The U.S. Supreme Court recently clarified the protections of bankruptcy law and how they interact with trademark licenses. In this case, the Petitioner, Mission Product Holdings, licensed certain trademarks from Tempnology. During the license, Tempnology declared bankruptcy and rejected the trademark license under Section 365 of the Bankruptcy Code.
In a bankruptcy case, the debtor is allowed to reject executory contracts. Section 365(g) provides that any such rejection constitutes a breach by the debtor, but what that means is not specifically defined by the Bankruptcy Code. Tempnology argued that rejection must be termination of the contractual rights previously granted (in effect rescission), in part relying on §365(h), (i) and (n), which expressly provide non-debtor counterparties to specifically defined classes of contracts may retain certain contractual rights even after those contracts are rejected by a debtor in bankruptcy. Tempnology also argued that forcing a debtor to continue to monitor the goods sold and the licensor’s conduct or risk losing the trademark would harm the ability to reorganize.
Here, the Court found that even if the rejection was a breach by Tempnology, the licensor cannot breach the license agreement to revoke the already granted license. The Court found that Tempnology’s rejection only meant that Tempnology did not have to continue any of its unfulfilled obligations under the license agreement, and that if it caused Mission harm, Mission could assert a pre-petition claim for damages. But, the Court found that allowing Mission to use the trademark was not an ongoing obligation of Tempnology; rather, it was more akin to a property right granted at the time of the license. If Tempnology had ongoing obligations aside from purely allowing Mission to use the trademark, it could use rejection to void those obligations and let Mission choose whether it wanted to continue using the mark anyway. The Court further explained that to find any differently would violate the general rule that a debtor’s property cannot increase or decrease as a result of declaring bankruptcy, and taking back the trademark license would in effect increase the debtor’s property.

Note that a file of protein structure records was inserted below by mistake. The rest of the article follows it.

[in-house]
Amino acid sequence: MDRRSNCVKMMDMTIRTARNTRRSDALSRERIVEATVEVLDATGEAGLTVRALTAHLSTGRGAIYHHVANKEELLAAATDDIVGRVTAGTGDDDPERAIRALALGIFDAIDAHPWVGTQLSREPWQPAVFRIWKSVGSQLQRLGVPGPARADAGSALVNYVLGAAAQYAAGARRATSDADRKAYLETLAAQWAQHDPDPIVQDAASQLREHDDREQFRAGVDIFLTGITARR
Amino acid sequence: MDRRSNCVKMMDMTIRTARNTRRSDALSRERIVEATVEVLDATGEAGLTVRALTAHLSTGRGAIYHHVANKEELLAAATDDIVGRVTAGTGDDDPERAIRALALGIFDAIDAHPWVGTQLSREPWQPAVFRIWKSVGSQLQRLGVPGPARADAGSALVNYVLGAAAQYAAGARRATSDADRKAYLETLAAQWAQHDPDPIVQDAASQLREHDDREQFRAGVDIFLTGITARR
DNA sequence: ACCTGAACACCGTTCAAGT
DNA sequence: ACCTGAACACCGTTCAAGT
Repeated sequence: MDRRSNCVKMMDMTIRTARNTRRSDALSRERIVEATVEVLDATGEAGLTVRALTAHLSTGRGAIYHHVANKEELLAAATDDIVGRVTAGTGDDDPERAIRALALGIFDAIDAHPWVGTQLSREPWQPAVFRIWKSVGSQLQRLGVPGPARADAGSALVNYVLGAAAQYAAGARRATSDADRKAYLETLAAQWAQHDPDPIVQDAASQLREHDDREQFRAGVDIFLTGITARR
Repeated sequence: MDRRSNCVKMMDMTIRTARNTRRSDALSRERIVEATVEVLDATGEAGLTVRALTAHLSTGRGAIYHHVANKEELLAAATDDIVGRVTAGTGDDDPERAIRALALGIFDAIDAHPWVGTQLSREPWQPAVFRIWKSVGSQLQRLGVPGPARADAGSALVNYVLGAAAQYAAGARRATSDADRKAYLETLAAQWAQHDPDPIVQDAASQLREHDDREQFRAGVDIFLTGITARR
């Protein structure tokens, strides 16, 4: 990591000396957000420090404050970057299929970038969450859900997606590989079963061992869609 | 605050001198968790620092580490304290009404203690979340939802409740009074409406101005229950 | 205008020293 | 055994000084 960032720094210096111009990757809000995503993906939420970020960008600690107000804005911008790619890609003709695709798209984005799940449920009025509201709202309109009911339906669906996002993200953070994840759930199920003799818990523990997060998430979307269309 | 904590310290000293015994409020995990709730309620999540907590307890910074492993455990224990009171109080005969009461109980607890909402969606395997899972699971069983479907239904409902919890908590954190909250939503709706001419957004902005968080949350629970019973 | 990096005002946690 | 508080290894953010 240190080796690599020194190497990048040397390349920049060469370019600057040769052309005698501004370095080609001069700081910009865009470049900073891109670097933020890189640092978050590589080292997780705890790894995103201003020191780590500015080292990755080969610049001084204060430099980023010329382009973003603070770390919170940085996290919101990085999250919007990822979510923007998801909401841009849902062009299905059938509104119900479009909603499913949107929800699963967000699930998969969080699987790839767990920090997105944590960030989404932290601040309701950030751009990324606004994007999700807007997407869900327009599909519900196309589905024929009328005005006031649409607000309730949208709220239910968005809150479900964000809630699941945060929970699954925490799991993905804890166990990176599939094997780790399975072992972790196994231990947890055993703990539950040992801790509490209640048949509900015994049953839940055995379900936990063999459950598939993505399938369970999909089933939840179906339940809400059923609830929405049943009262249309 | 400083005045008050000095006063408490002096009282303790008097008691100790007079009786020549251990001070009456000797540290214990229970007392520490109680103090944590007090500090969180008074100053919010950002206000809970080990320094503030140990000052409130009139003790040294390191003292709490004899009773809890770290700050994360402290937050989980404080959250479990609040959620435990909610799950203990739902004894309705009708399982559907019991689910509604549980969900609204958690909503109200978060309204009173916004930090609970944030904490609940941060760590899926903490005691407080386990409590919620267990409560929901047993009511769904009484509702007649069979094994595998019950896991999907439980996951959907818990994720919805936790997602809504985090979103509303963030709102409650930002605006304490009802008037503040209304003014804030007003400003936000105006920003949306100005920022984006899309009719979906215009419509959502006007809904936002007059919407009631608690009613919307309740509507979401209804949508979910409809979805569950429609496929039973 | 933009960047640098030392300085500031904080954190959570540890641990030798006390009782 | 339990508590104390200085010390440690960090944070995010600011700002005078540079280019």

The Court was unconvinced that it should treat rejection as rescission of the contract, despite the fact that certain Section 365 of the Bankruptcy Code expressly carves out certain rights that survive rejection. The Court found that the exceptions did not inform how the trademark license should be treated and that, if anything, subsection (n)’s specific provision for the survival of patent licenses, should be seen as a general application that trademark licenses should also survive rejection. The Court further found that while Tempnology may be correct that the rescission approach to rejection would make a debtor’s reorganization easier, nothing requires that all possible steps be taken to make a debtor’s job easier.
This case is notable not only for clarifying the treatment of trademark licenses in bankruptcy—resolving a circuit split and overruling the Fourth Circuit’s heavily criticized 1985 decision in Lubrizol Enterprises Inc. v. Richmond Metal Finishers Inc., 756 F.2d 1043 (4th Cir. 1985) but also in how it analogizes the trademark license as a conveyed property right, not an ongoing contract. As a practical matter, this holding does not make it impossible to draft a license in such a way to cancel the use during bankruptcy, but does mean a debtor-licensor can’t use rejection to rescind all trademark licenses. Drafting a license in such a way to provide more important ongoing obligations on behalf of the debtor-licensor that could be stopped may allow for rescission, or put the licensee in a position that rescission becomes preferable.